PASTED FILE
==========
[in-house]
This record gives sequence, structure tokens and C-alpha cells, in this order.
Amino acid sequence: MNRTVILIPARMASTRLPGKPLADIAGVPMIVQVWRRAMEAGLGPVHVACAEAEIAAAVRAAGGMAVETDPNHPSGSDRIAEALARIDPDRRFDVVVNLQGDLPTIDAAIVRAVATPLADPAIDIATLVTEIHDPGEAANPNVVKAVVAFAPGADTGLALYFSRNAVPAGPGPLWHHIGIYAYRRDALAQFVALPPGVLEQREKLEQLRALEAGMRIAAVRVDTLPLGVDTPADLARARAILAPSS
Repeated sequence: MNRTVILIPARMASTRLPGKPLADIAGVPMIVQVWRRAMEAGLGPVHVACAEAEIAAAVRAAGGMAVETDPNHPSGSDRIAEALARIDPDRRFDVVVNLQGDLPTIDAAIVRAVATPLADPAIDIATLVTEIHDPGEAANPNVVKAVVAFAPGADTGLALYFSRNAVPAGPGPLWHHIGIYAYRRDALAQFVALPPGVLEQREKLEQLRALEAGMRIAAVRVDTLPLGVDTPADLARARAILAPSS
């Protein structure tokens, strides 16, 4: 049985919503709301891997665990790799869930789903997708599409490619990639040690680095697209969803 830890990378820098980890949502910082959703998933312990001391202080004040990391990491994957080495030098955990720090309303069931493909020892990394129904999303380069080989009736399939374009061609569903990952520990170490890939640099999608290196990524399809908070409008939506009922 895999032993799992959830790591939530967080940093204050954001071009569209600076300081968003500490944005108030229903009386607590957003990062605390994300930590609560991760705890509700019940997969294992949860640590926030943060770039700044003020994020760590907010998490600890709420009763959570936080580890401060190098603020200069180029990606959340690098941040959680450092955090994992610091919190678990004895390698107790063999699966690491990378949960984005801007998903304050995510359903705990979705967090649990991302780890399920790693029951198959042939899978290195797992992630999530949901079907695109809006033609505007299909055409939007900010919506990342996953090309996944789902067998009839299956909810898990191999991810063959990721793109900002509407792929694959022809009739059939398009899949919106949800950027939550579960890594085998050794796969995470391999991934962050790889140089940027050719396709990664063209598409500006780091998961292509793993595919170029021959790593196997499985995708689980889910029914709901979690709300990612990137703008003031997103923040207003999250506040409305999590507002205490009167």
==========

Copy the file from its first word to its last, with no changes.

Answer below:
[in-house]
This record gives sequence, structure tokens and C-alpha cells, in this order.
Amino acid sequence: MNRTVILIPARMASTRLPGKPLADIAGVPMIVQVWRRAMEAGLGPVHVACAEAEIAAAVRAAGGMAVETDPNHPSGSDRIAEALARIDPDRRFDVVVNLQGDLPTIDAAIVRAVATPLADPAIDIATLVTEIHDPGEAANPNVVKAVVAFAPGADTGLALYFSRNAVPAGPGPLWHHIGIYAYRRDALAQFVALPPGVLEQREKLEQLRALEAGMRIAAVRVDTLPLGVDTPADLARARAILAPSS
Repeated sequence: MNRTVILIPARMASTRLPGKPLADIAGVPMIVQVWRRAMEAGLGPVHVACAEAEIAAAVRAAGGMAVETDPNHPSGSDRIAEALARIDPDRRFDVVVNLQGDLPTIDAAIVRAVATPLADPAIDIATLVTEIHDPGEAANPNVVKAVVAFAPGADTGLALYFSRNAVPAGPGPLWHHIGIYAYRRDALAQFVALPPGVLEQREKLEQLRALEAGMRIAAVRVDTLPLGVDTPADLARARAILAPSS
């Protein structure tokens, strides 16, 4: 049985919503709301891997665990790799869930789903997708599409490619990639040690680095697209969803 830890990378820098980890949502910082959703998933312990001391202080004040990391990491994957080495030098955990720090309303069931493909020892990394129904999303380069080989009736399939374009061609569903990952520990170490890939640099999608290196990524399809908070409008939506009922 895999032993799992959830790591939530967080940093204050954001071009569209600076300081968003500490944005108030229903009386607590957003990062605390994300930590609560991760705890509700019940997969294992949860640590926030943060770039700044003020994020760590907010998490600890709420009763959570936080580890401060190098603020200069180029990606959340690098941040959680450092955090994992610091919190678990004895390698107790063999699966690491990378949960984005801007998903304050995510359903705990979705967090649990991302780890399920790693029951198959042939899978290195797992992630999530949901079907695109809006033609505007299909055409939007900010919506990342996953090309996944789902067998009839299956909810898990191999991810063959990721793109900002509407792929694959022809009739059939398009899949919106949800950027939550579960890594085998050794796969995470391999991934962050790889140089940027050719396709990664063209598409500006780091998961292509793993595919170029021959790593196997499985995708689980889910029914709901979690709300990612990137703008003031997103923040207003999250506040409305999590507002205490009167």